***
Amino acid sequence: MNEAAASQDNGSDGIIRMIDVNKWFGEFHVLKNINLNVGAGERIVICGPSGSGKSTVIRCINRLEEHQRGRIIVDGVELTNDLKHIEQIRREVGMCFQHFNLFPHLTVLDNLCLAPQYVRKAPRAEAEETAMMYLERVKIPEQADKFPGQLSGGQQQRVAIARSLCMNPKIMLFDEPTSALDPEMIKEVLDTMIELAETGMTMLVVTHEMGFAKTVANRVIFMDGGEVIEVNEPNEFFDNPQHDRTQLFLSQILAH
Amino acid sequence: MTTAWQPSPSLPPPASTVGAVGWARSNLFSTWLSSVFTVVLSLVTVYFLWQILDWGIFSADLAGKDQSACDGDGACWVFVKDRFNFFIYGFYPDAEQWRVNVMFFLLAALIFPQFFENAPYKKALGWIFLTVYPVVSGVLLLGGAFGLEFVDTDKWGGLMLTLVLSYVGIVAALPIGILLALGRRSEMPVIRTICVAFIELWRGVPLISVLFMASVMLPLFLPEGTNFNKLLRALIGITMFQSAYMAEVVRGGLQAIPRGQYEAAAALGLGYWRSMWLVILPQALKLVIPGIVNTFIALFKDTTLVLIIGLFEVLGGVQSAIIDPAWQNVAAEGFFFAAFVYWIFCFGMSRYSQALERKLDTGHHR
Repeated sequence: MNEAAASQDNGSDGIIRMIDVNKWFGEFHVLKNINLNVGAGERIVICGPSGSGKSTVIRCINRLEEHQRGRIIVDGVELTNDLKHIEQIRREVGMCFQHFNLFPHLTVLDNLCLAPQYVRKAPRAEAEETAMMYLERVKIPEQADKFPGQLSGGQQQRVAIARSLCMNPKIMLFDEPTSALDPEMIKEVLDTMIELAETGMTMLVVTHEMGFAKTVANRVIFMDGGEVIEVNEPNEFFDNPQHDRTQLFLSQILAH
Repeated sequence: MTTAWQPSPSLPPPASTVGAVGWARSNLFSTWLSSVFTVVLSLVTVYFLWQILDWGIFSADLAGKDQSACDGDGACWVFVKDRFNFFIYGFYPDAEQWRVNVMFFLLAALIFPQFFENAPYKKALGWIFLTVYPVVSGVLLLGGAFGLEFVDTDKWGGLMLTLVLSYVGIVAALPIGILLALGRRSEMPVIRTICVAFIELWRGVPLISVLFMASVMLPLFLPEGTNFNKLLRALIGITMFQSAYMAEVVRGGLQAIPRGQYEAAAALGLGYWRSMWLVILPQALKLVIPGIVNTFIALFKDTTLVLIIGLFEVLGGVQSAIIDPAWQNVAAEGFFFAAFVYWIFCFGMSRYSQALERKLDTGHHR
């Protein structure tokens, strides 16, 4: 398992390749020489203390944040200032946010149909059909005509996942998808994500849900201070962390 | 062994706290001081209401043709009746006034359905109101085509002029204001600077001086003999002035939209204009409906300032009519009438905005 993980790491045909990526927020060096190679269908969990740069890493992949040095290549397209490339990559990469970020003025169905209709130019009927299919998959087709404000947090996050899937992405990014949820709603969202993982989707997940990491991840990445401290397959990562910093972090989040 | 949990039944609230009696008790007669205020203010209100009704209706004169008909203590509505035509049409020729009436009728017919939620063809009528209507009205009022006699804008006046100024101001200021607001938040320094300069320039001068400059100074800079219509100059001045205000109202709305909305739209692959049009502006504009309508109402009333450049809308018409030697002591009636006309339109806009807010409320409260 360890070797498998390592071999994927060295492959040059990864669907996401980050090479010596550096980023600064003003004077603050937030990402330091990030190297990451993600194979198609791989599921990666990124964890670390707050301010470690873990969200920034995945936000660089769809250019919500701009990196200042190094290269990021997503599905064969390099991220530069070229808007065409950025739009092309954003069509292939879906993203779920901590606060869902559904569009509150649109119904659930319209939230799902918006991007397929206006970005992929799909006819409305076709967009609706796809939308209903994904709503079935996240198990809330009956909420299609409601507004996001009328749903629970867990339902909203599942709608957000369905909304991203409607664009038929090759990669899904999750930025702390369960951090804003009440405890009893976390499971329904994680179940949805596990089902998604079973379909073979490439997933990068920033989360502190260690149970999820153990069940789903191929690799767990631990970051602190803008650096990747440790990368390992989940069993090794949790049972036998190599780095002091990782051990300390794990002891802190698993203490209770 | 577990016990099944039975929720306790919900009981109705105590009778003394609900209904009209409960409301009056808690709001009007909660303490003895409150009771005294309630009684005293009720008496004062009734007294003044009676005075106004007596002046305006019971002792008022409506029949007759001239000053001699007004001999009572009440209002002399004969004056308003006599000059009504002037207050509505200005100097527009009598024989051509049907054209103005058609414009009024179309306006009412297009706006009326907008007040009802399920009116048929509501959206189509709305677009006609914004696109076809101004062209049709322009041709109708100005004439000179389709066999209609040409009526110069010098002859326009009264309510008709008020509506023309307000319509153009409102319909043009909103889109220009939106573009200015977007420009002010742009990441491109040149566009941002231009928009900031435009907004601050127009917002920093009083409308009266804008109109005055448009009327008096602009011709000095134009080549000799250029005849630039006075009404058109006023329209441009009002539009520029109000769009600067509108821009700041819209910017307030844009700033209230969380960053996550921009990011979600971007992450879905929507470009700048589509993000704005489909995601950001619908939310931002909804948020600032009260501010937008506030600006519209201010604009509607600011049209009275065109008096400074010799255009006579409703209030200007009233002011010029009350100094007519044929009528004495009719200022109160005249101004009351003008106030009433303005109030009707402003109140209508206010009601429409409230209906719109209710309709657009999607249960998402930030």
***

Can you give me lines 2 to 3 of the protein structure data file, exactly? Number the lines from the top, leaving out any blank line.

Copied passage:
Amino acid sequence: MTTAWQPSPSLPPPASTVGAVGWARSNLFSTWLSSVFTVVLSLVTVYFLWQILDWGIFSADLAGKDQSACDGDGACWVFVKDRFNFFIYGFYPDAEQWRVNVMFFLLAALIFPQFFENAPYKKALGWIFLTVYPVVSGVLLLGGAFGLEFVDTDKWGGLMLTLVLSYVGIVAALPIGILLALGRRSEMPVIRTICVAFIELWRGVPLISVLFMASVMLPLFLPEGTNFNKLLRALIGITMFQSAYMAEVVRGGLQAIPRGQYEAAAALGLGYWRSMWLVILPQALKLVIPGIVNTFIALFKDTTLVLIIGLFEVLGGVQSAIIDPAWQNVAAEGFFFAAFVYWIFCFGMSRYSQALERKLDTGHHR
Repeated sequence: MNEAAASQDNGSDGIIRMIDVNKWFGEFHVLKNINLNVGAGERIVICGPSGSGKSTVIRCINRLEEHQRGRIIVDGVELTNDLKHIEQIRREVGMCFQHFNLFPHLTVLDNLCLAPQYVRKAPRAEAEETAMMYLERVKIPEQADKFPGQLSGGQQQRVAIARSLCMNPKIMLFDEPTSALDPEMIKEVLDTMIELAETGMTMLVVTHEMGFAKTVANRVIFMDGGEVIEVNEPNEFFDNPQHDRTQLFLSQILAH